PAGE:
Before we begin the third go-around of my 2014 NFL Mock Draft, I want to outline a few changes in approach I've adopted since the release of Beebe 2014 NFL Mock Draft 2.0 last month:
1) The Rams' No. 2 overall pick no longer reflects the player they'll take at that spot, but rather whom they'll draft after completing a trade for the selection. I did this because there will be at least two big-name quarterbacks available at No. 2 overall, and the likelihood of a trade for that selection is outrageously high. Therefore, I am going to break the rules and figure that St. Louis will swap the pick with Cleveland. Atlanta and Minnesota will also be players for it (especially if Jadeveon Clowney is still available), but I believe Cleveland desperately wants the No. 2 selection.
2) Creating a mock draft means understanding that some picks will come down to need while others will simply come down the best player available at a given spot. It also includes a little bit of chaos theory. And so it was during the creation of my previous mock draft that I came up with the "WTF?" selection concept. It's simple: every year we witness at least two or three picks that illicit an immediate "Did that just happen?" reaction, and I believe this year will be no different. Also know that I am not making said selections purely to satisfy my theory. Rather, I am simply targeting the teams most capable of dropping a big stink bomb on the 2014 NFL Draft. That's also not to say that a "WTF?" selection is necessarily a bad one—we laughed when the Seahawks drafted Bruce Irvin No. 15 overall two years ago; pretty sure no one's laughing about that selection now.
3) As for the Dolphins, the addition of Dennis Hickey as general manager has rendered my previous two mocks obsolete (to say the least). I believe Jeff Ireland would've seriously considered drafting Antonio Richardson or Morgan Moses in the first round of this year's draft, but I don't think those two players will fit into Hickey's BPA approach (even with Moses' close ties to new Dolphins offensive coordinator Bill Lazor). If we're taking an offensive lineman in the first round, it's because he's a knockout.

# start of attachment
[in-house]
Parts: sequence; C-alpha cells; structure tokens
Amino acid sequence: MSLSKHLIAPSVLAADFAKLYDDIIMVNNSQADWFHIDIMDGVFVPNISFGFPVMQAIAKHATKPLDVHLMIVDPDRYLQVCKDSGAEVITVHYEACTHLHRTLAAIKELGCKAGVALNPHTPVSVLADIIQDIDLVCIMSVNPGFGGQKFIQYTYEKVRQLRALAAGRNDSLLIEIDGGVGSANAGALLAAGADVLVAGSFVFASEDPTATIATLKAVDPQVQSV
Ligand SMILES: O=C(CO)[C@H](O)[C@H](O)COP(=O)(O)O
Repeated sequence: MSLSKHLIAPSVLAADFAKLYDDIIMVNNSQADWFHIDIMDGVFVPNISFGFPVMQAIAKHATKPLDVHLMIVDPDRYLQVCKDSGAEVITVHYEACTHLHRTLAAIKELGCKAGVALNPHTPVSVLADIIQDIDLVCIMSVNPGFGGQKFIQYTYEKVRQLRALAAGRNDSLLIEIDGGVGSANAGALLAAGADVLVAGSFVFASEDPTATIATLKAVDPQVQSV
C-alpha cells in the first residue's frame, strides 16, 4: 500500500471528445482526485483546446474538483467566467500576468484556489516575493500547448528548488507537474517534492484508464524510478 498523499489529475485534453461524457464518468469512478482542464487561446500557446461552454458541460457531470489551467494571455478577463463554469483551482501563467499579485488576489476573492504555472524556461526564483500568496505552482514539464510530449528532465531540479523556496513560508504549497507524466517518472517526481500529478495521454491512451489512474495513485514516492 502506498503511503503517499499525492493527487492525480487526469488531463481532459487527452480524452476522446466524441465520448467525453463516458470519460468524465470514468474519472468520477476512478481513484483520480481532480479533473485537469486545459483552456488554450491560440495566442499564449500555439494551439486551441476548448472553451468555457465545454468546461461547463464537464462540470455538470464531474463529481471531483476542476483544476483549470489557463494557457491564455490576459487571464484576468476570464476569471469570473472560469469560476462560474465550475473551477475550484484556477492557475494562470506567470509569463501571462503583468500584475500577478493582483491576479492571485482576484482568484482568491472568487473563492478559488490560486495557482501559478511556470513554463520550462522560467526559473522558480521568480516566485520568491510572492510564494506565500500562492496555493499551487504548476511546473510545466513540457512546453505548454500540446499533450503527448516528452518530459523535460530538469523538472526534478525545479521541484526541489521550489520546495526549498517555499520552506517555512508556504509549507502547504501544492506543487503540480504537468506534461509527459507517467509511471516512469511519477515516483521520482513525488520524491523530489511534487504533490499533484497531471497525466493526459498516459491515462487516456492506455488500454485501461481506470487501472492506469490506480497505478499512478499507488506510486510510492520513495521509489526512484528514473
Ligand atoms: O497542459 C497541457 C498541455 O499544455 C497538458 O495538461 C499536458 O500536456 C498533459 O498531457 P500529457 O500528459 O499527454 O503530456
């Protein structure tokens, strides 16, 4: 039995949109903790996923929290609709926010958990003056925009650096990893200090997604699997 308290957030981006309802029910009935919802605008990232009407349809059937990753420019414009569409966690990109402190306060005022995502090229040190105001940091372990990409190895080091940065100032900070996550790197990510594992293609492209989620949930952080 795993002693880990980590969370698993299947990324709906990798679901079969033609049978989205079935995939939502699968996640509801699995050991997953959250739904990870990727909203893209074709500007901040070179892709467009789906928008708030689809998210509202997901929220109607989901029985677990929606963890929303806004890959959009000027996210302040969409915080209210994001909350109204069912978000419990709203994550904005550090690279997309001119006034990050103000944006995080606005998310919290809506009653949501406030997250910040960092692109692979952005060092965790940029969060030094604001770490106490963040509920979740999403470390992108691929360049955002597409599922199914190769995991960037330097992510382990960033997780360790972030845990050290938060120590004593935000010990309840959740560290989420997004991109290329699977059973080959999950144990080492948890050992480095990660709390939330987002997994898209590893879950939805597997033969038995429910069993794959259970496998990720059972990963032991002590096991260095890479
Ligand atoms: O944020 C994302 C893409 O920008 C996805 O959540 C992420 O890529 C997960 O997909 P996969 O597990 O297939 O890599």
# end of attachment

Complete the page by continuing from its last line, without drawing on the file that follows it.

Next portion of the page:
All right, enough with the blabbing. As always, direct your complaints and grievances toward the comment section below.
Baltimore and Dallas will have their order finalized with a coin toss at the NFL Scouting Combine.
|Lee is a top 10 talent who will likely fall a bit due to the quarterback and defensive line talent available this spring. That's not a problem for Baltimore, however, as the Ravens have made no secret of the fact that they need a knockout No. 2 receiver to pair with Torrey Smith. Lee excels at stretching the field with his speed, but he's also a polished route-runner who can expose defenses underneath. Lack of ideal size notwithstanding, Lee can do work over the middle of the field, and he's a certified assassin after the catch.
|The questions that currently persist with Martin--can he play left tackle in the NFL? Are his arms too short?--also came up frequently with Duane Brown and Bryan Bulaga, so try not to get hung up on Martin's measurables (or lack thereof). He's a tough, quick-footed technician who is equally at home as a pass protector and run blocker. And he might be the most intelligent lineman available in this year's class, as you rarely see him get fooled or caught out of position on tape. Martin took care of business against larger, longer pass-rushers throughout the 2013 season and then at the Senior Bowl, so it's safe to say he won't be engulfed or overwhelmed by defensive ends and outside linebackers at the next level. If Miami really wants to get its zone-blocking scheme on track, Martin would be an ideal first step in doing so.
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|Su'a-Filo can play nearly every position on the offensive line, but his best spot is at left guard, as he has the punch, frame and lower base to start from day one and contribute at a high level. And as we all saw during the Super Bowl, Denver's interior protection could use an upgrade or two.